By Aishuwarya Sudarshan
February 2nd is the World Wetland day and our team in Kashmir celebrated this with great enthusiasm. The state of Jammu and Kashmir has a wealth of wetlands which offer great habitat to the water fowl. These wetlands harbor a very high concentration of water fowls and migratory birds. These winged visitors travel great distances from China, Russia, Northern Europe, Siberia and Central Asia to enjoy our hospitality! While we are fortunate that our wetlands host thousands of migratory birds each year, it is indeed a sad fact that most wetlands are threatened and reducing due to several factors like development, encroachment, flooding, illegal dumping of chemical & sanitary waste, factory effluents etc causing poisoning of these wetlands while also causing weed infestations.
We firmly believe it is critically important to make school children understand the importance of these wetlands and the need to conserve them. Our objective on this World Wetland day was to help the local school children understand why our foreign visitors who fly thousands of miles to visit our wetlands must not be disappointed after their long journey and the valuable ecological role these wetlands play and why we should help conserve them. What better way than to start talking about it in schools!
We started building an interest in the project in the schools around the Shalbaugh area, which has one of the largest wetlands in Kashmir. On the occasion of World Wetland Day, we organized a symposium on â€˜Importance of Wetlands and their conservationâ€™ at the Shaheen Public School, Manigam, in the Ganderbal district. Students from several schools in the area were invited to participate in this event and what we heard blew us away!!!!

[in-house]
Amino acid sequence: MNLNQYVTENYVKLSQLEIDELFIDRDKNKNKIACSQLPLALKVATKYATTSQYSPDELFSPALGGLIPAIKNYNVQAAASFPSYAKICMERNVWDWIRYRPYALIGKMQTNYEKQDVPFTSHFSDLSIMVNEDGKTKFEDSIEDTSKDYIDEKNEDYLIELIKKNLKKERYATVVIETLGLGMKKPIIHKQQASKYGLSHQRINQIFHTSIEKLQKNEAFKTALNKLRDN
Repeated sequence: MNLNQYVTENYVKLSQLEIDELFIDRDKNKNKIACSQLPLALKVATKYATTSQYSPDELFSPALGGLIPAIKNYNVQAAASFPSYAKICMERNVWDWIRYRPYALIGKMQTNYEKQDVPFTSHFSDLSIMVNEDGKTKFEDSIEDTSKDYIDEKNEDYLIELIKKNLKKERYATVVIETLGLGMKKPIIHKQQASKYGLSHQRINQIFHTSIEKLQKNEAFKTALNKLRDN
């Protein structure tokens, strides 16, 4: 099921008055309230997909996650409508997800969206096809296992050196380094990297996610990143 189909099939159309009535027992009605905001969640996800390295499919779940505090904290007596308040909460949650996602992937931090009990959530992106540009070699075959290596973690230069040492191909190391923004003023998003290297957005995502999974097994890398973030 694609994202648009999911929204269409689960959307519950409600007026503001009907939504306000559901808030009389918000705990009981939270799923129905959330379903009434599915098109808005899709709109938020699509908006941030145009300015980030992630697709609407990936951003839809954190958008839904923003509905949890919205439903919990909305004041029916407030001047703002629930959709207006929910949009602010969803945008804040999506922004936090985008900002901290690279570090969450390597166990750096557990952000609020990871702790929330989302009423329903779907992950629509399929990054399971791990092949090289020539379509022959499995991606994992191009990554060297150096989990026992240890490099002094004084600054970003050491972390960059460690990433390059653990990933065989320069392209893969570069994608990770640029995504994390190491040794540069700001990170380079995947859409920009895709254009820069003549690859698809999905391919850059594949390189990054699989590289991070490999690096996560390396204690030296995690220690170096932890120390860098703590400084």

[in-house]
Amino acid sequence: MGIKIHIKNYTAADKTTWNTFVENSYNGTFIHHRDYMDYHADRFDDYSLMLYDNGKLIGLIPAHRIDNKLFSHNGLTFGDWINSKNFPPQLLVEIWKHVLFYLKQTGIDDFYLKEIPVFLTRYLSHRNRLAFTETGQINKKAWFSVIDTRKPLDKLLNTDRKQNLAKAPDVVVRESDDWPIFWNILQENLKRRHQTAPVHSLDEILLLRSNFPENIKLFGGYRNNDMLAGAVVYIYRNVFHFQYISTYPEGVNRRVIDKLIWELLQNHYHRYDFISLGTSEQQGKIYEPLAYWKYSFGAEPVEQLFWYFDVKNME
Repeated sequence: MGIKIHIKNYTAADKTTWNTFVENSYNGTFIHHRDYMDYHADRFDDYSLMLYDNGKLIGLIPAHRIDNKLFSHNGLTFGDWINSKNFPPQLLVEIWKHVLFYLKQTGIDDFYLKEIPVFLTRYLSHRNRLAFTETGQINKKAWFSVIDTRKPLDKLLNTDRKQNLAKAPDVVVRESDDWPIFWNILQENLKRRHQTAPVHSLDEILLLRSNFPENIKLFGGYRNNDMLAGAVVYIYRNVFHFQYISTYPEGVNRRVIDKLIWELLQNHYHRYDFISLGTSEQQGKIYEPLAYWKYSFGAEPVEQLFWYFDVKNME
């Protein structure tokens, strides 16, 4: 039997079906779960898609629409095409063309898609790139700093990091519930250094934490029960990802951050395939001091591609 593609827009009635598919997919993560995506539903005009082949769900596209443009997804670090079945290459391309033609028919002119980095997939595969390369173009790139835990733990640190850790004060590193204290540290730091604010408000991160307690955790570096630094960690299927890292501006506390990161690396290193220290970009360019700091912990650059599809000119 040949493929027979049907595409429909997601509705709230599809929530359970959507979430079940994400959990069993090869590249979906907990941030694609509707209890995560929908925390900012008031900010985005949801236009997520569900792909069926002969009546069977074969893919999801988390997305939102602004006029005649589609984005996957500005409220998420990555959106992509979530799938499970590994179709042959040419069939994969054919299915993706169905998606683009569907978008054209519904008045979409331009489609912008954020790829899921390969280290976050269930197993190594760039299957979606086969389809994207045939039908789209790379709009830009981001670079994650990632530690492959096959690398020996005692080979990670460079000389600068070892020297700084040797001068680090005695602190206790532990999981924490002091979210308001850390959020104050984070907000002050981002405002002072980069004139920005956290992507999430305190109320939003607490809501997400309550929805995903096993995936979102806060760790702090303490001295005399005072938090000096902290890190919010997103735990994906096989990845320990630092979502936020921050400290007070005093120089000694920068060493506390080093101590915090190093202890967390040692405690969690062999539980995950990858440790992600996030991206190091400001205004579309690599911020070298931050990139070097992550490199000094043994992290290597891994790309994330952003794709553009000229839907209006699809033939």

It was wonderful to see 10-14 year old children speak about the wetlands and the flora and fauna that surround the wetlands. The children had very rapidly clued onto the importance of wetland conservation and the delicate ecological balance that they held.
The day started off with presentations by our team on wetlands, the species of birds (winter visitors) that frequented and depended on these wetlands and ways to help protect these wetlands. This was followed by an enriching series of young enthusiastic and passionate speakers. The symposium ended on a high note with the prize distribution. Rubeena Nabi and Onaiba Jaan from HKMC School shared the 1st prize. Iqra Fayaz of Shaheen public School received the second prize and Utfa Rashid of HKMC School came in third. Several children were awarded consolation prizes. We made sure no child went home empty handed, so everyone got mementos and participation certificates.
The symposium was a success and it gives us great pleasure to see children taking the initiative to understand and spread the word about the environment and the wetlands. We hope to engage the younger generation in such meaningful workshops in the future to help make a difference to wetland conservation.
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